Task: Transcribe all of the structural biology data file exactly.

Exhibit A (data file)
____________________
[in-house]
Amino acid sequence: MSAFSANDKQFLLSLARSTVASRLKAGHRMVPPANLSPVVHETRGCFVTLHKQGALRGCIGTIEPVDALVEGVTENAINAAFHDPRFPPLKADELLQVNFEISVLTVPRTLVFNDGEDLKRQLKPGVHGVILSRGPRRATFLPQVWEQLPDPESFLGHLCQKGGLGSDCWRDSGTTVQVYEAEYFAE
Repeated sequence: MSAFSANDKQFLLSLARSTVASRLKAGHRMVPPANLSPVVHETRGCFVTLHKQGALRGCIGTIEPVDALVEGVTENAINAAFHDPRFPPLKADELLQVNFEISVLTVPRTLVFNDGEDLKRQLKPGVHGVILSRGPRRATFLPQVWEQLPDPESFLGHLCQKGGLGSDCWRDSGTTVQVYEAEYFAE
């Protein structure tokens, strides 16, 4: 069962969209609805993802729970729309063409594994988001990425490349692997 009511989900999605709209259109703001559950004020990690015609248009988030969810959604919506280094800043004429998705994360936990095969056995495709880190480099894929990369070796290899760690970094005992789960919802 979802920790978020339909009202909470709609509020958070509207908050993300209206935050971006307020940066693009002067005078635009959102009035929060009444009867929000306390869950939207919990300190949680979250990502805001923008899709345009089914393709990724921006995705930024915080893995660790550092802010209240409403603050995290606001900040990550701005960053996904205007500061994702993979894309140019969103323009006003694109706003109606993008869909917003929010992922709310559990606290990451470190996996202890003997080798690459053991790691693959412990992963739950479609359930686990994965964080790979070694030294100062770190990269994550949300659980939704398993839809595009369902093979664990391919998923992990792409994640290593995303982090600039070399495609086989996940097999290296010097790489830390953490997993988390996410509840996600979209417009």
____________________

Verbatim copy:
[in-house]
Amino acid sequence: MSAFSANDKQFLLSLARSTVASRLKAGHRMVPPANLSPVVHETRGCFVTLHKQGALRGCIGTIEPVDALVEGVTENAINAAFHDPRFPPLKADELLQVNFEISVLTVPRTLVFNDGEDLKRQLKPGVHGVILSRGPRRATFLPQVWEQLPDPESFLGHLCQKGGLGSDCWRDSGTTVQVYEAEYFAE
Repeated sequence: MSAFSANDKQFLLSLARSTVASRLKAGHRMVPPANLSPVVHETRGCFVTLHKQGALRGCIGTIEPVDALVEGVTENAINAAFHDPRFPPLKADELLQVNFEISVLTVPRTLVFNDGEDLKRQLKPGVHGVILSRGPRRATFLPQVWEQLPDPESFLGHLCQKGGLGSDCWRDSGTTVQVYEAEYFAE
């Protein structure tokens, strides 16, 4: 069962969209609805993802729970729309063409594994988001990425490349692997 009511989900999605709209259109703001559950004020990690015609248009988030969810959604919506280094800043004429998705994360936990095969056995495709880190480099894929990369070796290899760690970094005992789960919802 979802920790978020339909009202909470709609509020958070509207908050993300209206935050971006307020940066693009002067005078635009959102009035929060009444009867929000306390869950939207919990300190949680979250990502805001923008899709345009089914393709990724921006995705930024915080893995660790550092802010209240409403603050995290606001900040990550701005960053996904205007500061994702993979894309140019969103323009006003694109706003109606993008869909917003929010992922709310559990606290990451470190996996202890003997080798690459053991790691693959412990992963739950479609359930686990994965964080790979070694030294100062770190990269994550949300659980939704398993839809595009369902093979664990391919998923992990792409994640290593995303982090600039070399495609086989996940097999290296010097790489830390953490997993988390996410509840996600979209417009």